Journal of Orthopedics & Rheumatology
Searching for the Molecular Pathways Regulating Bone Mineral Density in the Proteome and RNA Interference Era
Fawzy A. Saad*
- Department of Orthopaedic Surgery, Albert Einstein College of Medicine, USA
*Address for Correspondence: Fawzy A. Saad, Department of Orthopaedic Surgery, Albert Einstein College of Medicine, 1300 Morris Park Avenue, Bronx, NY 10461, USA, Fax: +1 718 430 3259; E-mail: firstname.lastname@example.org
Citation: Saad FA. Searching for the Molecular Pathways Regulating Bone Mineral Density in the Proteome and RNA Interference Era. J Orthopedics Rheumatol. 2013;1(1): 7.
Copyright © 2013 Saad FA. This is an open access article distributed under the Creative Commons Attribution License, which permits unrestricted use, distribution, and reproduction in any medium, provided the original work is properly cited.
Journal of Orthopedics & Rheumatology | ISSN: 2334-2846 | Volume: 1, Issue: 1
Submission: 23 October 2013 | Accepted: 04 December 2013 | Published: 09 December 2013
Reviewed & Approved by: Dr. Ming Pei, Department of Orthopedics, West Virginia University, USA
AbstractOsteoporosis is a polygenic disorder associated with low bone mineral density and deterioration of bone microarchitecture with increased chance of bone fractures. Although bone matrix mineralization and osteoporosis are closely related, the mineralization of bone matrix is almost a forgotten aspect in osteoporosis research. The complex processes of bone matrix mineralization and bone remodeling are tightly regulated by several transcription factors and signal transduction pathways. However, signal transduction pathways occurring at a protein level that depends not only on mRNA transcriptional regulation but also on a multitude of translational and posttranslational controls. Furthermore, proteomics allow a discerning view of complex molecular pathways, provides an efficient method to determine protein candidates, and elucidates signal transduction pathways that regulate bone mineral density and accelerates the discovery of osteoporosis causative genes. RNA interference is a powerful tool for rapid analysis of gene functions. Therefore, strategies to combine proteomics with RNA interference and transgenic RNAi would greatly improve the efficiency of gene discovery and divulge the molecular pathways involved in osteoporosis pathophysiology. In this review, current methods employed to identify genes involved in osteoporosis, which include linkage analysis, candidate gene association studies, genome wide association studies, transcriptome microarray, and proteomics are evaluated, and a new strategy is proposed.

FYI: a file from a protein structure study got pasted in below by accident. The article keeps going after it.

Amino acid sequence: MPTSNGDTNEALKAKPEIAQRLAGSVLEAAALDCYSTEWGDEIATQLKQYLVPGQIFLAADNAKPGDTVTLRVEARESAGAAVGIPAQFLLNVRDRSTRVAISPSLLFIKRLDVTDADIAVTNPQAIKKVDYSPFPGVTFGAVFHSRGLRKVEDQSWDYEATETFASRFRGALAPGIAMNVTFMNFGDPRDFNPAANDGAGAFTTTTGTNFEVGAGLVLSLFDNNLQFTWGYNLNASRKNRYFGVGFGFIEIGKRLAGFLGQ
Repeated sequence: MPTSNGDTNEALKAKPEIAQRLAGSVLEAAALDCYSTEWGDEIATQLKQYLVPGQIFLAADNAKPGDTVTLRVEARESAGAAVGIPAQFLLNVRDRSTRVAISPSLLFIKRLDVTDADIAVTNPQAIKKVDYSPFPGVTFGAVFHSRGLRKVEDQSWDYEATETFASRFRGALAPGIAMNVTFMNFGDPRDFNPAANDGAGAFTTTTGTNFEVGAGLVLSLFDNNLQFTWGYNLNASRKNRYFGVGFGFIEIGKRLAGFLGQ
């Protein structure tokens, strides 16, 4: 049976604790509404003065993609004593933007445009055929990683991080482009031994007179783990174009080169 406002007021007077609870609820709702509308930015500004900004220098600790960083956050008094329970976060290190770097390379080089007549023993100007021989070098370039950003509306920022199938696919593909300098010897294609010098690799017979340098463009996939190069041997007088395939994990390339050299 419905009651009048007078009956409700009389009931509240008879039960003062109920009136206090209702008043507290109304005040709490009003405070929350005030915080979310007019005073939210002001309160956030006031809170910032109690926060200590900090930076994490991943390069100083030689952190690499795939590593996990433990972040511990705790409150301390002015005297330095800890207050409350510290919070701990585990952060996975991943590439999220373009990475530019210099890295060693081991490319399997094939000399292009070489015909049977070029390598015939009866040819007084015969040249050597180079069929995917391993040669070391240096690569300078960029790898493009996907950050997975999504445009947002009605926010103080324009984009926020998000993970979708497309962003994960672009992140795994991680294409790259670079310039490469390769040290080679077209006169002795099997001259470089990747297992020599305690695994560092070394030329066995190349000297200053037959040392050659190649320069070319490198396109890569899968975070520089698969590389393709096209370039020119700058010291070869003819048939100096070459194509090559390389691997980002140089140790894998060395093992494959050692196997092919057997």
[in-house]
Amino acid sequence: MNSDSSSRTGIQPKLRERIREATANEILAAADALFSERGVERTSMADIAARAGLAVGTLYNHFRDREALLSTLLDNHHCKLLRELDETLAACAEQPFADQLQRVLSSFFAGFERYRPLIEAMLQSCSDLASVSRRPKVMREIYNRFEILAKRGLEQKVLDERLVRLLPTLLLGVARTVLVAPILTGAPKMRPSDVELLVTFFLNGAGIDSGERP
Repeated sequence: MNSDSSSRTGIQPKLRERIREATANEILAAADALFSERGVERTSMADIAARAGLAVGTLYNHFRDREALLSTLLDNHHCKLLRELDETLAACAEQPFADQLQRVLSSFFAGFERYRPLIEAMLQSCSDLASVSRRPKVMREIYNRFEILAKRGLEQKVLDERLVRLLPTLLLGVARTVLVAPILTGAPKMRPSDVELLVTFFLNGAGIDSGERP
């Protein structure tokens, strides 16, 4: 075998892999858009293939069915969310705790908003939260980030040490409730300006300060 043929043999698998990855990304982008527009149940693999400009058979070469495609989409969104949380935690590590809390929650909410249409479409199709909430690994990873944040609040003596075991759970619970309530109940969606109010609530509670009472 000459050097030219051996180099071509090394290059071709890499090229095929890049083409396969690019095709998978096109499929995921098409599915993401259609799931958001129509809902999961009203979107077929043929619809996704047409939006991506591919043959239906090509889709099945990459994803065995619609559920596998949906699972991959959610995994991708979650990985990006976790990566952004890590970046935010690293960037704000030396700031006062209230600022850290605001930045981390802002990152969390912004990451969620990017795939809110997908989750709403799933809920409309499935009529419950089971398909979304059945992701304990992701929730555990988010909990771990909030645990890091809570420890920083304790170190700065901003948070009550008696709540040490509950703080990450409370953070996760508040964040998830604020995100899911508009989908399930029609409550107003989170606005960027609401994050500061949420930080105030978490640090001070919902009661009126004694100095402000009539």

KeywordsMesenchymal stem cells; Osteoblast matrix mineralization; Bone mineral density; Bone metabolic disorder; Bone remodeling; Bone tissue engineering; Bone gene therapy; Osteoporosis; Genome; Transcriptome; Proteome; Linkage analysis; Proteomics-2RNAi